Recently we wrote about the various rules and regulations around surcharging customers for credit card processing fees. Now we are addressing Convenience Fees, which are allowed in all states. This is a flat or fixed fee that can be assessed in a card-not-present environment that is a bona fide convenience, which is unusual to the merchant’s typical payment form. For example, if you normally only accept checks, but are offering the convenience of accepting a credit card payment, then charging a separate fee is allowed. Here are the guidelines:
- The fee must be a fixed dollar amount regardless of the amount of the sale.
- Fee cannot be a percentage of the sale (that would constitute a surcharge fee).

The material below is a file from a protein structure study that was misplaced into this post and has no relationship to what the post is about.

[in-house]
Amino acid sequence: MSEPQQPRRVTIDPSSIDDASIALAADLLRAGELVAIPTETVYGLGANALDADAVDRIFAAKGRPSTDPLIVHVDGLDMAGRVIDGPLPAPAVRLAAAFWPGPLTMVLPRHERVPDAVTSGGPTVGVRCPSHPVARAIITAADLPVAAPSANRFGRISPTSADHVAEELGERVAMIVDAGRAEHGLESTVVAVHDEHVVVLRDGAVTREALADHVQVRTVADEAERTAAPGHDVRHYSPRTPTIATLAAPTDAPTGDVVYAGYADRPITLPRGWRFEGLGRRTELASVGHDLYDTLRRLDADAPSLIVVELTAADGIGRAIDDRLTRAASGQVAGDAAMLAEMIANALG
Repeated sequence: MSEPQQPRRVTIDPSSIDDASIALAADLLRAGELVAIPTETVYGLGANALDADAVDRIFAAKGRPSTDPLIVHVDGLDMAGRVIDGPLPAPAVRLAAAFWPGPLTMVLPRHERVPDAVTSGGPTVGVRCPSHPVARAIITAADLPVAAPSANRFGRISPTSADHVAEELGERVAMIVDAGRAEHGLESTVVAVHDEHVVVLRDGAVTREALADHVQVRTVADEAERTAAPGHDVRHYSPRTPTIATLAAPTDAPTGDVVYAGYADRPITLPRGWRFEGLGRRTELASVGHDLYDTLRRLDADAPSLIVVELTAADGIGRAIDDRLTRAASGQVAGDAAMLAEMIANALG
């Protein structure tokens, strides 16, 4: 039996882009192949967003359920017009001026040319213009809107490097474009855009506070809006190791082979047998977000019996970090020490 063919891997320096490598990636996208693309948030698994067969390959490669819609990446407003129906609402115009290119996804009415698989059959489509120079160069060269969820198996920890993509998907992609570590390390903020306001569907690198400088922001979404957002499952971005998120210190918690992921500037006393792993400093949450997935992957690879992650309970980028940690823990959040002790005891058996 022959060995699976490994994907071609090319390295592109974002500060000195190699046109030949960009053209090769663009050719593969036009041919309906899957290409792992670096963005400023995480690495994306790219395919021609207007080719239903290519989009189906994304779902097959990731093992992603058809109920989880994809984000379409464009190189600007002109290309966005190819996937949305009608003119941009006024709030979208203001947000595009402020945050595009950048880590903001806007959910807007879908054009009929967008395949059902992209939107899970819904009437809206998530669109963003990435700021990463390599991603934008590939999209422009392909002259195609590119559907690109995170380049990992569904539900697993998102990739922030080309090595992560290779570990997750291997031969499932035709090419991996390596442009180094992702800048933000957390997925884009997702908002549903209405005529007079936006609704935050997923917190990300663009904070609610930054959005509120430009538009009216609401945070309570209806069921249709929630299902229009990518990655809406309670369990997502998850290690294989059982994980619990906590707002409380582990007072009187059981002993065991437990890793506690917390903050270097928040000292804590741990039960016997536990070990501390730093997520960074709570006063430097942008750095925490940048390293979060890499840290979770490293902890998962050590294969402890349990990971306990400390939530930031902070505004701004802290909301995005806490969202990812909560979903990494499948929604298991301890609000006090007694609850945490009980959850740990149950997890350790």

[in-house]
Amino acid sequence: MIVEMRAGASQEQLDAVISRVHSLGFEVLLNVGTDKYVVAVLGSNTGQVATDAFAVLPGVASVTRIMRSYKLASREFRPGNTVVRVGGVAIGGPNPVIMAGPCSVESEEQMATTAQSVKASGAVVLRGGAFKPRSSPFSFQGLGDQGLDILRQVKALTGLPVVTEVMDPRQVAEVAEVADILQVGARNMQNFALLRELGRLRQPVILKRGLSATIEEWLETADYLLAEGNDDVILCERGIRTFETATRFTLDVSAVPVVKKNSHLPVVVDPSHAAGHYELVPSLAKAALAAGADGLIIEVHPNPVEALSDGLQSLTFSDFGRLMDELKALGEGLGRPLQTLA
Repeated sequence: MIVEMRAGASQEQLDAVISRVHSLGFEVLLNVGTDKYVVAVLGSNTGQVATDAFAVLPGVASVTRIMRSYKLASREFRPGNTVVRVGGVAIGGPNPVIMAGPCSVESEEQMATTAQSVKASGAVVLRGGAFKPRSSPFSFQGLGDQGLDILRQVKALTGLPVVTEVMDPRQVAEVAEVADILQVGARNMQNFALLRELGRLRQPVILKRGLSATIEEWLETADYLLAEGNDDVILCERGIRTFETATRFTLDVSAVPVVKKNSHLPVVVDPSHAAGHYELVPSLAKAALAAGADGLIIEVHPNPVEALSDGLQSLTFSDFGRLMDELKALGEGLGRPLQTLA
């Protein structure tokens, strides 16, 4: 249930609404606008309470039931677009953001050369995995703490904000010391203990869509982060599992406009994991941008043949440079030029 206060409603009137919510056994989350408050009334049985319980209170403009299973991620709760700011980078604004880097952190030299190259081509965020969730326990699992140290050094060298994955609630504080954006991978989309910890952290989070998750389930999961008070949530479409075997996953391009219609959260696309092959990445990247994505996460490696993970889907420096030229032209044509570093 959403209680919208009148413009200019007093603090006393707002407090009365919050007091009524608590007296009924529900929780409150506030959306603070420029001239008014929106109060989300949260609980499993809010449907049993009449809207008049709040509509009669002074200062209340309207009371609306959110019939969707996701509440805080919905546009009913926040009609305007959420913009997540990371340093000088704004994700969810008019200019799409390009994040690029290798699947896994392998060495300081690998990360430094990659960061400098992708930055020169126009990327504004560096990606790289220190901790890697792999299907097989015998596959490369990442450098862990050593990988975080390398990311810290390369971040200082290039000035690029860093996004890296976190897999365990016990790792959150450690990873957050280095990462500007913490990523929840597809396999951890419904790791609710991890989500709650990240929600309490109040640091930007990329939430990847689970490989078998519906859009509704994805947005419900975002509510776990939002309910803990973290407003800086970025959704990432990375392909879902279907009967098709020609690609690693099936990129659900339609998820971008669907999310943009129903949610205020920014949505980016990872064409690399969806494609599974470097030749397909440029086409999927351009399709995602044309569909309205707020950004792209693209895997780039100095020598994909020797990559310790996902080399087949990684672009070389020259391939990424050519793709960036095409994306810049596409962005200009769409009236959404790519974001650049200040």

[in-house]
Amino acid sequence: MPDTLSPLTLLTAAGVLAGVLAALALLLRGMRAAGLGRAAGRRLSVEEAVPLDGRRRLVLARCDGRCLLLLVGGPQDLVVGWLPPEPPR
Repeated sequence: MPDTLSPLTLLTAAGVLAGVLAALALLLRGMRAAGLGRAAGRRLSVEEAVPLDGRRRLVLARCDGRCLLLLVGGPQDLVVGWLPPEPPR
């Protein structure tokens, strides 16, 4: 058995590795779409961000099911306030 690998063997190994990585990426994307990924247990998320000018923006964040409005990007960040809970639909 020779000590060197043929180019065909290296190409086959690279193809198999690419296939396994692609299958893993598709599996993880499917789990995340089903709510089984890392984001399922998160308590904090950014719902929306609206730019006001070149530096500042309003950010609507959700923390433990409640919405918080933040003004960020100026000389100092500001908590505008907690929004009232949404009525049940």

- Fee must be included in the total sale amount.
- Fee must be disclosed prior to the sale.
- Fee cannot be assessed on a recurring billing charge.
- Fee cannot be applied to another form of payment.
To confirm, fees cannot be assessed in a card-present environment. The caveat here is that e-commerce merchants, whose primary payment method is already via credit cards, cannot add a convenience fee – the exceptions being government agencies, schools, and colleges.